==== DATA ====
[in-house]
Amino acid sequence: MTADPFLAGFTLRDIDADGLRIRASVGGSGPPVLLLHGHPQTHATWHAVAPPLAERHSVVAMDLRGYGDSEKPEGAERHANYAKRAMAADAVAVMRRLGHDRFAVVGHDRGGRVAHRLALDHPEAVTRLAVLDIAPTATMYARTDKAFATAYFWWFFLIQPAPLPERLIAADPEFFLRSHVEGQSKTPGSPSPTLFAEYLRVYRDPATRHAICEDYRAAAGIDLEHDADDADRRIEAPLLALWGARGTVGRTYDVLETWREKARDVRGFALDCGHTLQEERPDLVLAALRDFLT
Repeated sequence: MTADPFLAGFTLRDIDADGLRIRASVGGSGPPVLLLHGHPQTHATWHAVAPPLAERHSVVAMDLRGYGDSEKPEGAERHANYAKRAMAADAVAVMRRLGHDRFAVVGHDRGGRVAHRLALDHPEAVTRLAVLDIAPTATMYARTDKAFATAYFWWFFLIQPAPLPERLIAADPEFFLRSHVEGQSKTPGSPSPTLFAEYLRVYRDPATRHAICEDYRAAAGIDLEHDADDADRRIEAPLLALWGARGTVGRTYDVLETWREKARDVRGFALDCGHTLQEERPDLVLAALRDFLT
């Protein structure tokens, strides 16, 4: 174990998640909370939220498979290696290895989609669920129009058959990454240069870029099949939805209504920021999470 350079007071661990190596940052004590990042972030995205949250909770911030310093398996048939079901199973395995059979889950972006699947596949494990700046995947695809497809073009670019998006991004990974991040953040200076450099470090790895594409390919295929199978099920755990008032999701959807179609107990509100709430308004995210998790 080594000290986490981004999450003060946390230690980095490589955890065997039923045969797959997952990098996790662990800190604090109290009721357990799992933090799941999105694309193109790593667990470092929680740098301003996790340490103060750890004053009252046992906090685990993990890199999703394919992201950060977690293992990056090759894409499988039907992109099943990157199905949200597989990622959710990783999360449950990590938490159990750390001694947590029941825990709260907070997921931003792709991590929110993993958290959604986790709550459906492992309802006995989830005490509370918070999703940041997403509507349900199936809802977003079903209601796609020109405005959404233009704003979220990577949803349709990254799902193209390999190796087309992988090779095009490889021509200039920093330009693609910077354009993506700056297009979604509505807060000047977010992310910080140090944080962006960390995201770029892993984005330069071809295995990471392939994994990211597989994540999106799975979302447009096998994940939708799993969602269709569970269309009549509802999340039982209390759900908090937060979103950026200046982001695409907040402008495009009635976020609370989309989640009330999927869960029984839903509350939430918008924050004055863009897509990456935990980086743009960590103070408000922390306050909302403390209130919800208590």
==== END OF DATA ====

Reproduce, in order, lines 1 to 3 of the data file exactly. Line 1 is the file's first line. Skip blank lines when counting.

[in-house]
Amino acid sequence: MTADPFLAGFTLRDIDADGLRIRASVGGSGPPVLLLHGHPQTHATWHAVAPPLAERHSVVAMDLRGYGDSEKPEGAERHANYAKRAMAADAVAVMRRLGHDRFAVVGHDRGGRVAHRLALDHPEAVTRLAVLDIAPTATMYARTDKAFATAYFWWFFLIQPAPLPERLIAADPEFFLRSHVEGQSKTPGSPSPTLFAEYLRVYRDPATRHAICEDYRAAAGIDLEHDADDADRRIEAPLLALWGARGTVGRTYDVLETWREKARDVRGFALDCGHTLQEERPDLVLAALRDFLT
Repeated sequence: MTADPFLAGFTLRDIDADGLRIRASVGGSGPPVLLLHGHPQTHATWHAVAPPLAERHSVVAMDLRGYGDSEKPEGAERHANYAKRAMAADAVAVMRRLGHDRFAVVGHDRGGRVAHRLALDHPEAVTRLAVLDIAPTATMYARTDKAFATAYFWWFFLIQPAPLPERLIAADPEFFLRSHVEGQSKTPGSPSPTLFAEYLRVYRDPATRHAICEDYRAAAGIDLEHDADDADRRIEAPLLALWGARGTVGRTYDVLETWREKARDVRGFALDCGHTLQEERPDLVLAALRDFLT